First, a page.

Wine Production Tours Allow Students, Businesspeople Opportunity To Meet Wine Experts, Sample Beijing Favorites
One of the interesting developments that has followed increased consumption of and appreciation for grape wine in China has been the spread of “wine tourism” around the country. Over the past few years, more tour operators have added winery tours both for Chinese tourists going overseas and international tourists coming to China, which have proven quite popular — leading China Daily to write a glowing review last September:
Yantai’s “wine culture” tourism has become one the most fashionable style of vacations for visitors to the northeastern Shandong province. The Changyu Wine Culture Museum plays host to more than 12,000 visitors from at home and abroad every day.
In the corridors of the Changyu Castel Chateau, tourists are able to sample fine wines, whilst enjoying its excellent sea views. It is fast becoming the favorite pastime of overseas visitors.
Hong Yuyan, general manager of the Changyu International Wine City, said: “The interest that overseas visitors take in the wine culture of our city is quite staggering. Over the past three years, the number of foreign visitors has doubled annually.”
Though most wine tours are organized by individual wineries themselves, lately tour operators have begun to incorporate this sort of tourism into packages as well. Other tour companies are looking to give visitors more of a hands-on experience with “wine production tours,” designed to show the inner workings of functional wineries in Beijing and elsewhere. The China Guide’s Beijing tour includes a tour of a Beijing winery’s production facilities and museum, along with a comprehensive wine tasting. According to a company spokesperson, this type of tour is designed to be somewhat academic, and is geared mostly toward students and businesspeople:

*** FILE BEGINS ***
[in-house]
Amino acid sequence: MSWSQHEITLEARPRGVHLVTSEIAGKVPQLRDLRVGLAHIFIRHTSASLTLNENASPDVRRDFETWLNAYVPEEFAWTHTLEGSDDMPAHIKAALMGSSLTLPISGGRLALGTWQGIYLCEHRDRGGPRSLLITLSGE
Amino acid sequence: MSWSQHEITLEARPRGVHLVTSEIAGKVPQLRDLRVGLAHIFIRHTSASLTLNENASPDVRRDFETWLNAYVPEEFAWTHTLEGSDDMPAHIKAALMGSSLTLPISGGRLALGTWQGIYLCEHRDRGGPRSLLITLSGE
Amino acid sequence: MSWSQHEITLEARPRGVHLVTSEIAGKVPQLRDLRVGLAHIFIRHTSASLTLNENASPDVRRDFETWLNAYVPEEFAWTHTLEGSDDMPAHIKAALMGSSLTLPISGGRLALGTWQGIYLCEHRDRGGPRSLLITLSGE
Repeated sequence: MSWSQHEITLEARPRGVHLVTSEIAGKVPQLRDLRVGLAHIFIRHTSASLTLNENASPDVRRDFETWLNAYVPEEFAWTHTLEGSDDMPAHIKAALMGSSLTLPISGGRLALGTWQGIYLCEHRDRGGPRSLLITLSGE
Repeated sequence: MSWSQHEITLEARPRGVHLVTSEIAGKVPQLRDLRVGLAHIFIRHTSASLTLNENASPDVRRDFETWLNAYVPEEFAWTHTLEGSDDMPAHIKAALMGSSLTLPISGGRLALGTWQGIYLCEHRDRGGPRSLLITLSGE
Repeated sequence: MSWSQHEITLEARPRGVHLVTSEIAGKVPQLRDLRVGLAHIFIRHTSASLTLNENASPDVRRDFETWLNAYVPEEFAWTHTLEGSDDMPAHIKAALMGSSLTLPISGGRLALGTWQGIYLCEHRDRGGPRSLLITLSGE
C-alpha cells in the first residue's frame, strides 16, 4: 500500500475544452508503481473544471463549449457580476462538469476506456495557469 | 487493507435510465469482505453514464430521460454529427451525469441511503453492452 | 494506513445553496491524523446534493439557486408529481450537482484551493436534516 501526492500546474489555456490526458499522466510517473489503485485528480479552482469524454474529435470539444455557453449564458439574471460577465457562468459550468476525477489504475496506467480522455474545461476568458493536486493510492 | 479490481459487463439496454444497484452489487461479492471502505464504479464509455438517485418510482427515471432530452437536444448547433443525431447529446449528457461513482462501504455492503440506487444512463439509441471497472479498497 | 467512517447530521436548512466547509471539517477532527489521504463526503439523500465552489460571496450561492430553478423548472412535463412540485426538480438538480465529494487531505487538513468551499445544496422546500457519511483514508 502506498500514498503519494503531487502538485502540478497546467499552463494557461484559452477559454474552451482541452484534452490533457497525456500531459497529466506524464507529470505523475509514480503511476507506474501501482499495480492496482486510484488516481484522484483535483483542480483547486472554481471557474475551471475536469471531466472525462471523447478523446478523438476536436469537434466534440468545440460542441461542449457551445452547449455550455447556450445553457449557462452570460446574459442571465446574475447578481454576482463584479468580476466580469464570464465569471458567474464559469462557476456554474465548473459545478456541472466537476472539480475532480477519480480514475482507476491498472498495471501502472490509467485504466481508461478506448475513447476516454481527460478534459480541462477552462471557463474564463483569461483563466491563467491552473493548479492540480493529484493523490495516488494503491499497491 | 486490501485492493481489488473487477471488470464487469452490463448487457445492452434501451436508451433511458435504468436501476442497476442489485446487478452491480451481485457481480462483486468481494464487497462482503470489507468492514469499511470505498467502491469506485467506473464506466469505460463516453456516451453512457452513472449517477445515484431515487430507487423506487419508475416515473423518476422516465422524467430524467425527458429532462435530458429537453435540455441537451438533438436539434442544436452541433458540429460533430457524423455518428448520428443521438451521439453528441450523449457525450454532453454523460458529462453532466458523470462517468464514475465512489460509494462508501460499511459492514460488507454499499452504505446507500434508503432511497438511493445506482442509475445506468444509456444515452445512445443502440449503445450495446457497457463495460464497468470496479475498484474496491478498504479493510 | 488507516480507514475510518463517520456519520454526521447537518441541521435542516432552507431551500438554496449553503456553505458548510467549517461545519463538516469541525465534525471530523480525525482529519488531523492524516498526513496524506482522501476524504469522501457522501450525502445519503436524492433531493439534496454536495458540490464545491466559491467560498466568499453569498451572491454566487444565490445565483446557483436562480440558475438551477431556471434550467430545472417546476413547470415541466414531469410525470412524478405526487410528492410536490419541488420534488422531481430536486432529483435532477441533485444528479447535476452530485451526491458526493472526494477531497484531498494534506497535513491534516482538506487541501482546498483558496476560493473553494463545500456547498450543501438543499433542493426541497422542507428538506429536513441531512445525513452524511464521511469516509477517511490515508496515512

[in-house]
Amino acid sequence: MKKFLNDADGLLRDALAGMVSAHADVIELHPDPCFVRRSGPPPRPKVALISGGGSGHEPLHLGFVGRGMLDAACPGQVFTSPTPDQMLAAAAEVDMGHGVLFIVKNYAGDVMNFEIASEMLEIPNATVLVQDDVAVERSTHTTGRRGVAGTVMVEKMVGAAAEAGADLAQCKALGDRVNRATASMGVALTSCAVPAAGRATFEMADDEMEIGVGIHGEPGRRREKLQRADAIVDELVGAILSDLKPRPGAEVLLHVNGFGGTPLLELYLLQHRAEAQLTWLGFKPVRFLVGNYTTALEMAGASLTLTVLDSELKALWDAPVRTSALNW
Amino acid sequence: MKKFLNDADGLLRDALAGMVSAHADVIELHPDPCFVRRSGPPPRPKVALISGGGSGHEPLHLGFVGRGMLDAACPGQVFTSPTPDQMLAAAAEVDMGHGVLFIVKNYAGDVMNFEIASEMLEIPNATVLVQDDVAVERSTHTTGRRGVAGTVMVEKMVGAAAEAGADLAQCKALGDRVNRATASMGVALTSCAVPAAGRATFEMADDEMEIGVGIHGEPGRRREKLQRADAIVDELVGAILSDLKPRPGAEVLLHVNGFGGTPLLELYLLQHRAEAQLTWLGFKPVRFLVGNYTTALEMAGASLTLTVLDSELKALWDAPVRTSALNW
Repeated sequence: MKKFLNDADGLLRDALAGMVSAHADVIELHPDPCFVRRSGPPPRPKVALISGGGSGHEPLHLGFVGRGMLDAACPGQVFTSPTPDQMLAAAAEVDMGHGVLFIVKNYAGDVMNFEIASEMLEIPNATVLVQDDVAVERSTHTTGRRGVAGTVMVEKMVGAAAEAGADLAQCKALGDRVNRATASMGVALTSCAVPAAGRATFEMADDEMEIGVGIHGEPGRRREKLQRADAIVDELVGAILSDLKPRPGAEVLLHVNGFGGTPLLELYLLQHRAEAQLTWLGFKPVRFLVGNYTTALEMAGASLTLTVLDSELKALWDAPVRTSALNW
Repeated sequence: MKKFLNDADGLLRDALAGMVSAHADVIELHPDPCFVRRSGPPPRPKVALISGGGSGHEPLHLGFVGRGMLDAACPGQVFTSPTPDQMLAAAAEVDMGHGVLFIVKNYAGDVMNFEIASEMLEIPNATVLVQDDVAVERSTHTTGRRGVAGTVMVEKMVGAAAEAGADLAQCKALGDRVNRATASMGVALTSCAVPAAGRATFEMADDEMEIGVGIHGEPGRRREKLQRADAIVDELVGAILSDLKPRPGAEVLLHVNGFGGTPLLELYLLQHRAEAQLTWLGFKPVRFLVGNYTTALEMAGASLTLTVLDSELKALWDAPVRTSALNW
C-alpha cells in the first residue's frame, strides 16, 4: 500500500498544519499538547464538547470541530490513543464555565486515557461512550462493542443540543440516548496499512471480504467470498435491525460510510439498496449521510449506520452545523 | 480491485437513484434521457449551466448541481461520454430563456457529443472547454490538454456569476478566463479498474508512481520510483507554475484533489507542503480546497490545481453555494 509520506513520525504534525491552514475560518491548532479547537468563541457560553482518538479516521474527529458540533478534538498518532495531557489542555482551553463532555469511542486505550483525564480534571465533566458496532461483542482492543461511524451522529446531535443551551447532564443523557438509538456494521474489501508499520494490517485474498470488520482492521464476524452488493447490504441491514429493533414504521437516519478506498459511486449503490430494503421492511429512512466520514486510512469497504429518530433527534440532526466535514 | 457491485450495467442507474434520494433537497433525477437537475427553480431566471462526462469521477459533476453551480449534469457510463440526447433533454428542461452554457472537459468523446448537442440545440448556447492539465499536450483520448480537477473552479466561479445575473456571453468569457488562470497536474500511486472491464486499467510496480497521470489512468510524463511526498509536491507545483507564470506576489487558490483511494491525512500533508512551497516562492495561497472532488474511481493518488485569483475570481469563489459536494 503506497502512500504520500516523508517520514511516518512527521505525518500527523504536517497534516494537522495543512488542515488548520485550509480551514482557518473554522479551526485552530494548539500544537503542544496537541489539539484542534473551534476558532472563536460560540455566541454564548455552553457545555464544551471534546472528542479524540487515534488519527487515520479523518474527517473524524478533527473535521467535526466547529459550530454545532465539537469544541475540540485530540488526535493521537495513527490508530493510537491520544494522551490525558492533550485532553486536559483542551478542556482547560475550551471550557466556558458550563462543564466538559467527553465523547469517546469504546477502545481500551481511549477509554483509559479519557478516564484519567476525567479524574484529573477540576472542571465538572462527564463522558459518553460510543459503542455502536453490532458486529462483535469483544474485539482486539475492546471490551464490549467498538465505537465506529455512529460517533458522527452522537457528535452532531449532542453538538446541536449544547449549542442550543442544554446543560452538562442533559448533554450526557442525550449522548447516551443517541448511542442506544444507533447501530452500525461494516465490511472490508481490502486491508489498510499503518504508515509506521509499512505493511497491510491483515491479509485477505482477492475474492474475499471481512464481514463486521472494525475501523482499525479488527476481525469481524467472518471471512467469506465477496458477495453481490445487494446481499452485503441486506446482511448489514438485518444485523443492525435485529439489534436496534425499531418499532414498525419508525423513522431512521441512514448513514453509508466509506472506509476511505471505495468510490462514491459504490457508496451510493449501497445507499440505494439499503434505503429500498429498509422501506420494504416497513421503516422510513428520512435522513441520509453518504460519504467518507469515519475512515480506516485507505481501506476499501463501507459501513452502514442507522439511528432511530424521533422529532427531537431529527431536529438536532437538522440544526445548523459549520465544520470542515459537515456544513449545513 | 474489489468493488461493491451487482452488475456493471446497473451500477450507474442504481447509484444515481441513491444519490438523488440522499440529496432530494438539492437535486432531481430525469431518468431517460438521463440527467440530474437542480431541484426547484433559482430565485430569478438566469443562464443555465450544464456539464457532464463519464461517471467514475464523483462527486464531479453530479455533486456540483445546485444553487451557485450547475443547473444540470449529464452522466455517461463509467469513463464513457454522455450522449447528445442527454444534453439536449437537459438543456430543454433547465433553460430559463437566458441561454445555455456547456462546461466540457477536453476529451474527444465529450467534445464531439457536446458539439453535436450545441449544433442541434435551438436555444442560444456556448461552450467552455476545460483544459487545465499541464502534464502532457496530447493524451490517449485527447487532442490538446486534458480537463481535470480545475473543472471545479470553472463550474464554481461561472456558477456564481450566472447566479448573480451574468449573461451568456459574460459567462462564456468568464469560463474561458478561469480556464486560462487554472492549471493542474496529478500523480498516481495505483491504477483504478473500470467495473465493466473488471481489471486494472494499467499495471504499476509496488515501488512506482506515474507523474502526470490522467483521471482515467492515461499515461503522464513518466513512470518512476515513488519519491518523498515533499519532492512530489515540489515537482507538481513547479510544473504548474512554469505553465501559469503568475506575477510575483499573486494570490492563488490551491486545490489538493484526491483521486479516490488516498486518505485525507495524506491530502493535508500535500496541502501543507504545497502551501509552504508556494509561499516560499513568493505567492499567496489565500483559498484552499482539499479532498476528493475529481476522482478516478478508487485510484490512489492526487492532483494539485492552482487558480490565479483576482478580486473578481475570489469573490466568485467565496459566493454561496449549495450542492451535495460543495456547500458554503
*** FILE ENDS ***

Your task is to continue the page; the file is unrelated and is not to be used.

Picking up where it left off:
“We are always looking for new and interesting opportunities for our academic tours. The Wine Production Tour is special because most people don’t even consider wine when they think of China’s local industries,” says Frank Yang, The China Guide’s Sales and Marketing Executive. “We can introduce our student and business guests to an unexpected Beijing company who will provide insights and information from company experts. Concluding the company visit with a wine tasting is also a great way to relax and unwind after an academic tour, it makes for the perfect afternoon.”
Though these tours are mainly put together with international tourists in mind, it will be interesting to see if the growing numbers of mainland wine aficionados will be interested in similar production tours. At the moment, it seems like Chinese tourists mainly prefer vineyard tours like the ones described by China Daily. But that could change in coming years, as the Chinese domestic wine industry matures and quality approaches global levels.